more on arrival

 

‘Arrival’ raises profile of linguists, making them almost cool, in The Washington Post

In preparation for the shoot, a design team visited Coon’s office at McGill University in Montreal, where the film was shot, poring over her bookshelf and even inspecting the kind of bag she carries in the field. In one scene, set at the military encampment at the foot of the hovering alien spacecraft, you’ll see some of Coon’s handiwork in the background. “Imagine a military officer has helicoptered you here,” Coons recalls the set designers telling her. “You’re getting ready to start working with aliens. You have a team of 50 military cryptographers at your service. You’re in charge. What’s written on the whiteboard?”

Great article about the research undertaken by the creators of the film Arrival.

 

How I Wrote Arrival (and What I Learned Doing It) – The Talkhouse

My mother read to me when I was young, like mothers do. But instead of Dr. Seuss or Betsy Byars, it was Heinlein. Bradbury. Asimov. Stories of new worlds, new ideas, and possibilities for the future. It was a key ingredient in my childhood, but one I learned to keep quiet in my hometown in Oklahoma where, occasionally, adults used air quotes when saying the word science.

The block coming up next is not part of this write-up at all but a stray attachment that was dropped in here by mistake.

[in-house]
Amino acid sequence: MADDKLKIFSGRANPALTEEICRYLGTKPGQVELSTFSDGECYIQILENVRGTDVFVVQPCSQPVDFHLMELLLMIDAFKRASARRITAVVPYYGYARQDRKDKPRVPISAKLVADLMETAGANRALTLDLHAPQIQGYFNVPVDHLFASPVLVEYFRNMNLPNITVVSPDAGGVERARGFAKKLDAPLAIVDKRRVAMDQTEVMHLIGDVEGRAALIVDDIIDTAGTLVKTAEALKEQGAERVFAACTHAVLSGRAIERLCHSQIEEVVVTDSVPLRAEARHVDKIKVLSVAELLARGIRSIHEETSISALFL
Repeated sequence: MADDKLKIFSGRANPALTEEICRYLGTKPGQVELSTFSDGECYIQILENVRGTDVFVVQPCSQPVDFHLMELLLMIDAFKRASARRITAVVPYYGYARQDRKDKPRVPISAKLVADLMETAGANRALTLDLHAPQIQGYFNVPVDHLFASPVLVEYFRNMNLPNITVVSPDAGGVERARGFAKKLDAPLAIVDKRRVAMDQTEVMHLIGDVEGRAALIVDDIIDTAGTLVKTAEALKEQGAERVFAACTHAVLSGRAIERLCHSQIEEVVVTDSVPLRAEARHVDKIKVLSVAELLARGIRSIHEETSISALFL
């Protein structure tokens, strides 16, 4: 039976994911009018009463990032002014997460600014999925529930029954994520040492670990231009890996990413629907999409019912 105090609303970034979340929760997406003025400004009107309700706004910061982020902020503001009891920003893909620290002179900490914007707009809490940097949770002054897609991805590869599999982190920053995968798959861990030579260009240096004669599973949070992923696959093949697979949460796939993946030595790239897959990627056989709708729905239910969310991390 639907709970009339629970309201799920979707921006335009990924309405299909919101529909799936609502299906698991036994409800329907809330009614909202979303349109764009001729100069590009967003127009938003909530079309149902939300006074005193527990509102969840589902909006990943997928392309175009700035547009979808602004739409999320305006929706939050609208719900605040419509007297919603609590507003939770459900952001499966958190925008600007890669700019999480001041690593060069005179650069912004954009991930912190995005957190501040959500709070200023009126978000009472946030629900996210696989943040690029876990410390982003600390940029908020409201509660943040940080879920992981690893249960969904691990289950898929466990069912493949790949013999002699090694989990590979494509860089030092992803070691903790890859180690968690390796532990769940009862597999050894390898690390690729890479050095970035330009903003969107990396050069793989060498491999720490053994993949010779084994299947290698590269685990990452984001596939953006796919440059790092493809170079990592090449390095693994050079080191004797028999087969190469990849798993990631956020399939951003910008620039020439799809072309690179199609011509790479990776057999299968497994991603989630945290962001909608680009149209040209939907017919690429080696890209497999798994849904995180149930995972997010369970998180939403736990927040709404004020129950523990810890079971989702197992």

Go see Arrival. Then come back and read this. The film’s writer, Eric Heisserer, walks you through his journey in adapting Ted Chiang’s short story, “Story of Your Life” and, along the way, tells a story of his own–about science and art and letting smart people say smart things.

unfilmable

 

Kevin Nguyen, writing at GQ, on adapting Ted Chiang’s short story, “Story of Your Life” into the film Arrival.

Arrival is every bit as sophisticated as its short story origins, and magnificently translated into 2016’s best piece of cerebral science fiction. Amy Adams brings a precise, introspective performance to the film’s hero linguist Dr. Louise Banks. Villeneuve (Sicario, next year’s Blade Runner sequel) conjures intimacy and muted tensions to a film of global scale. But it’s arguably the script by Eric Heisserer that demands the most recognition for how it translates Chiang’s high-concept sci-fi so effortlessly.

Or at least it looks effortless on screen. The script took Heisserer six years to write. To get the rights to the adaptation, he required Chiang’s approval, so he worked on spec—meaning that he worked on it for free, and would only be paid if Chiang sanctioned it after it was completed. “It was the most stressful pitch of my whole career,” Heisserer said. “I lived with it for so many years.”

Listen to Carmen.

And, if you’re interested in Storyological’s discussion of Ted Chiang’s short fiction, listen to that here.